The following is from the U.S. EPA website on water quality monitoring

5.6 Phosphorus

Why is phosphorus important?

Both phosphorus and nitrogen are essential nutrients for the plants and animals that make up the aquatic food web. Since phosphorus is the nutrient in short supply in most fresh waters, even a modest increase in phosphorus can, under the right conditions, set off a whole chain of undesirable events in a stream including accelerated plant growth, algae blooms, low dissolved oxygen, and the death of certain fish, invertebrates, and other aquatic animals.

There are many sources of phosphorus, both natural and human. These include soil and rocks, wastewater treatment plants, runoff from fertilized lawns and cropland, failing septic systems, runoff from animal manure storage areas, disturbed land areas, drained wetlands, water treatment, and commercial cleaning preparations.

Forms of phosphorus

Phosphorus has a complicated story. Pure, "elemental" phosphorus (P) is rare. In nature, phosphorus usually exists as part of a phosphate molecule (PO4). Phosphorus in aquatic systems occurs as organic phosphate and inorganic phosphate. Organic phosphate consists of a phosphate molecule associated with a carbon-based molecule, as in plant or animal tissue. Phosphate that is not associated with organic material is inorganic. Inorganic phosphorus is the form required by plants. Animals can use either organic or inorganic phosphate.

Both organic and inorganic phosphorus can either be dissolved in the water or suspended (attached to particles in the water column).

The phosphorus cycle


Phosphorus cycle

Figure 5.12

The phosphorus cycle
Phosphorus changes form as it cycles through the aquatic environment.


Phosphorus cycles through the environment, changing form as it does so (Fig. 5.12). Aquatic plants take in dissolved inorganic phosphorus and convert it to organic phosphorus as it becomes part of their tissues. Animals get the organic phosphorus they need by eating either aquatic plants, other animals, or decomposing plant and animal material.

As plants and animals excrete wastes or die, the organic phosphorus they contain sinks to the bottom, where bacterial decomposition converts it back to inorganic phosphorus, both dissolved and attached to particles. This inorganic phosphorus gets back into the water column when the bottom is stirred up by animals, human activity, chemical interactions, or water currents. Then it is taken up by plants and the cycle begins again.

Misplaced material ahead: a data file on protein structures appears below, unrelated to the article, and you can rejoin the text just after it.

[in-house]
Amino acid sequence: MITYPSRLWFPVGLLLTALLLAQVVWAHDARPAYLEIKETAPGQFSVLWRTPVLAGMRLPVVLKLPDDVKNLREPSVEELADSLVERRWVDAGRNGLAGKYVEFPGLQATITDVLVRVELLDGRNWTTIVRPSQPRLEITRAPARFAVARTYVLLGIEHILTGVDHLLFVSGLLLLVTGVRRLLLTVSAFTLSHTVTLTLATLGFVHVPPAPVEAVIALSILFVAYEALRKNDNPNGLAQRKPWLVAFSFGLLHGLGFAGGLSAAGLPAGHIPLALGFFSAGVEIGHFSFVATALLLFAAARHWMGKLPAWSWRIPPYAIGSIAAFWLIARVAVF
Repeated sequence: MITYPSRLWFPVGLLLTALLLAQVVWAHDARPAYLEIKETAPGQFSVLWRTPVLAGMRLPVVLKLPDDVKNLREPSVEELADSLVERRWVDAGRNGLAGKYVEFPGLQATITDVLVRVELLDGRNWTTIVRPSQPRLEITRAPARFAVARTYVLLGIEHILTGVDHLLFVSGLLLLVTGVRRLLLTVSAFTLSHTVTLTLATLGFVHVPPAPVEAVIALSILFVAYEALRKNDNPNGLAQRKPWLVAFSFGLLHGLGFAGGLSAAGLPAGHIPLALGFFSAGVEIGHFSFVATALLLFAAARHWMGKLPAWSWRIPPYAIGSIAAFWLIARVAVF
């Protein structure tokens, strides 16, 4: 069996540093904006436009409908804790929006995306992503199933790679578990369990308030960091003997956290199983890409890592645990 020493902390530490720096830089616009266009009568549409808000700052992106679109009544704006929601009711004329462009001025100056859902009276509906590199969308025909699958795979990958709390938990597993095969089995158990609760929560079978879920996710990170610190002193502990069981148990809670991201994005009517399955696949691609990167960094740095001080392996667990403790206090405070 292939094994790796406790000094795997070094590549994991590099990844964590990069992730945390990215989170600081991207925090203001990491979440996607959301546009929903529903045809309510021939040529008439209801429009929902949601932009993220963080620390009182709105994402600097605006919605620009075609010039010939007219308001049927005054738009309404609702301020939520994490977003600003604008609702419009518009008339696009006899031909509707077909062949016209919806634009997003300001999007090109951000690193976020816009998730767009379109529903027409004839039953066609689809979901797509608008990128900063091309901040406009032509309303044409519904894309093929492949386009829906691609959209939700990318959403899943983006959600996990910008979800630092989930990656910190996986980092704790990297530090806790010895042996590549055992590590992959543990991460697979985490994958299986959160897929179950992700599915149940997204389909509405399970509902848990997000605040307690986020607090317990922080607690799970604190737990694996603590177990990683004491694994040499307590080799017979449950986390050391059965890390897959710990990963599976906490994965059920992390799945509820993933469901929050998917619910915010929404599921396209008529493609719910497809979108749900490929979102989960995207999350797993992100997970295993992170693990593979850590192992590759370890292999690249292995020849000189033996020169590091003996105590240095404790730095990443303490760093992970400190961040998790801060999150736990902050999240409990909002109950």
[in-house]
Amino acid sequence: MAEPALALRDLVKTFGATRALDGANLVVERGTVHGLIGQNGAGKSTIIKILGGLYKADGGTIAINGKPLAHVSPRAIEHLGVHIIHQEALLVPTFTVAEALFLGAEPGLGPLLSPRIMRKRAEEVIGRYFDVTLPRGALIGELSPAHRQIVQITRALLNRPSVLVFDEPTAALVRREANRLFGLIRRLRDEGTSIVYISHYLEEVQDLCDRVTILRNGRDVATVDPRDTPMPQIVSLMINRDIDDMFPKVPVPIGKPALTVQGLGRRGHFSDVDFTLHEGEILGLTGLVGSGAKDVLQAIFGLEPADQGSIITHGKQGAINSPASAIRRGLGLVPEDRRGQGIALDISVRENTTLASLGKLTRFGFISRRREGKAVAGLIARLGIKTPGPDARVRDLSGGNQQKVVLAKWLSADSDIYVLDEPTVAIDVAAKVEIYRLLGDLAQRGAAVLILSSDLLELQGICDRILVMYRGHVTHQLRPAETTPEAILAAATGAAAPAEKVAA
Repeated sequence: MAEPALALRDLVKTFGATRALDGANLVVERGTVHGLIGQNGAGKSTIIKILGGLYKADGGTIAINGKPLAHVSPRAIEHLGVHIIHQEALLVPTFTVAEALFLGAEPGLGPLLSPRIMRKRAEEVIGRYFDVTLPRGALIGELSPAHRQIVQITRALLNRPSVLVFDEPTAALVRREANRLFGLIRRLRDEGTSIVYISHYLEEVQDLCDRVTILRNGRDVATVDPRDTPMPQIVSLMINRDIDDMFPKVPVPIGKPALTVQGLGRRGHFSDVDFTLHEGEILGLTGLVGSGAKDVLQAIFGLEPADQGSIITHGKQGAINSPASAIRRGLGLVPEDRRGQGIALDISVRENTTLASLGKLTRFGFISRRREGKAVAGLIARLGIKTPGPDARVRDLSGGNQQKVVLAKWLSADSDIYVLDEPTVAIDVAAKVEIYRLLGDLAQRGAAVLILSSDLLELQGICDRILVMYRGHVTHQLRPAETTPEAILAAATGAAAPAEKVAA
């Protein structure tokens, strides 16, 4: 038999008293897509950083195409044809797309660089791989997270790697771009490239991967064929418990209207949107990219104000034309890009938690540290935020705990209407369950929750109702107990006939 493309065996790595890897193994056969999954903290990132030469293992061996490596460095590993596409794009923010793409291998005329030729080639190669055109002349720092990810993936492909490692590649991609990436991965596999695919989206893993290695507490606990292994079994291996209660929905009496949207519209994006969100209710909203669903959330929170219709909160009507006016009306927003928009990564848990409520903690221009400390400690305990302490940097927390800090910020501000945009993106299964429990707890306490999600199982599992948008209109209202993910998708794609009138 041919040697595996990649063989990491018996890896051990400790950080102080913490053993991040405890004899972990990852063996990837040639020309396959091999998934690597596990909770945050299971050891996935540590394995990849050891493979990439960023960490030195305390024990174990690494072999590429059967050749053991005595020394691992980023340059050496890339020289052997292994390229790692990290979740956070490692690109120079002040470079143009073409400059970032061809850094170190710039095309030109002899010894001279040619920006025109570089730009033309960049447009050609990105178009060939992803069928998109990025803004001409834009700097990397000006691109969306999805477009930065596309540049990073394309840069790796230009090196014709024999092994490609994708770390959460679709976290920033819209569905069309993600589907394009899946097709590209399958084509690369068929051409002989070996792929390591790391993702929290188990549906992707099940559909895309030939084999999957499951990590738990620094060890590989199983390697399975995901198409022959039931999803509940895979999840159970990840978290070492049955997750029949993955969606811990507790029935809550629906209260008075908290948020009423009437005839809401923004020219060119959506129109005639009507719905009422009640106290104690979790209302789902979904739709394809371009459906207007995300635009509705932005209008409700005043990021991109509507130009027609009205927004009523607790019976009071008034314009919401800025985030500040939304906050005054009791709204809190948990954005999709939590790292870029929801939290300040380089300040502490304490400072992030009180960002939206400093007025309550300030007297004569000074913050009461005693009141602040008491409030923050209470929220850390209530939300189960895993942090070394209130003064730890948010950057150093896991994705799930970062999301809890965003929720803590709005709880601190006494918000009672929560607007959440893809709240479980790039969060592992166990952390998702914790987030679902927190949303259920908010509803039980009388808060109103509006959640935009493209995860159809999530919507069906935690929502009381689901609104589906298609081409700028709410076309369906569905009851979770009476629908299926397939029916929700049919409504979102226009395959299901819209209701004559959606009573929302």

In a stream system, the phosphorus cycle tends to move phosphorus downstream as the current carries decomposing plant and animal tissue and dissolved phosphorus. It becomes stationary only when it is taken up by plants or is bound to particles that settle to the bottom of pools.

In the field of water quality chemistry, phosphorus is described using several terms. Some of these terms are chemistry based (referring to chemically based compounds), and others are methods-based (they describe what is measured by a particular method).

The term "orthophosphate" is a chemistry-based term that refers to the phosphate molecule all by itself. "Reactive phosphorus" is a corresponding method-based term that describes what you are actually measuring when you perform the test for orthophosphate. Because the lab procedure isn't quite perfect, you get mostly orthophosphate but you also get a small fraction of some other forms.

More complex inorganic phosphate compounds are referred to as "condensed phosphates" or "polyphosphates." The method-based term for these forms is "acid hydrolyzable."

Monitoring phosphorus

Monitoring phosphorus is challenging because it involves measuring very low concentrations down to 0.01 milligram per liter (mg/L) or even lower. Even such very low concentrations of phosphorus can have a dramatic impact on streams. Less sensitive methods should be used only to identify serious problem areas.

While there are many tests for phosphorus, only four are likely to be performed by volunteer monitors.